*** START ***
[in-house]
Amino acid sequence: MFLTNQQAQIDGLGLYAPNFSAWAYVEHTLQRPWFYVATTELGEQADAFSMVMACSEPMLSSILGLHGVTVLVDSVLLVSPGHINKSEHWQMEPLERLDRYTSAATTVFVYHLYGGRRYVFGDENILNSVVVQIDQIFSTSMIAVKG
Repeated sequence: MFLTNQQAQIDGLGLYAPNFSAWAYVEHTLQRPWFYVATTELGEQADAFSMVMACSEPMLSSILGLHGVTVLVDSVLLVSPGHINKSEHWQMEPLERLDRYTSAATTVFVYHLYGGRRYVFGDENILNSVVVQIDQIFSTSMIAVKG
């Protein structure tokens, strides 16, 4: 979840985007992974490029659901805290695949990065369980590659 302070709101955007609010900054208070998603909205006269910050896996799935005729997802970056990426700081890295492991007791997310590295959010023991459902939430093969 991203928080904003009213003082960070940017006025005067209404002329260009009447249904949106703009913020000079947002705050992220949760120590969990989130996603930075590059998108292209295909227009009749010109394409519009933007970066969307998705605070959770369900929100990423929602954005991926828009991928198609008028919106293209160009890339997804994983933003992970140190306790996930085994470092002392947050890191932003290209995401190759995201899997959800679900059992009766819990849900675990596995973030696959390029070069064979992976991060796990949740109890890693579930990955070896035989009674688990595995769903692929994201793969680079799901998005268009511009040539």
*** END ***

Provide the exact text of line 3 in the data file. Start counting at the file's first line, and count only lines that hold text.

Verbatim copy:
Repeated sequence: MFLTNQQAQIDGLGLYAPNFSAWAYVEHTLQRPWFYVATTELGEQADAFSMVMACSEPMLSSILGLHGVTVLVDSVLLVSPGHINKSEHWQMEPLERLDRYTSAATTVFVYHLYGGRRYVFGDENILNSVVVQIDQIFSTSMIAVKG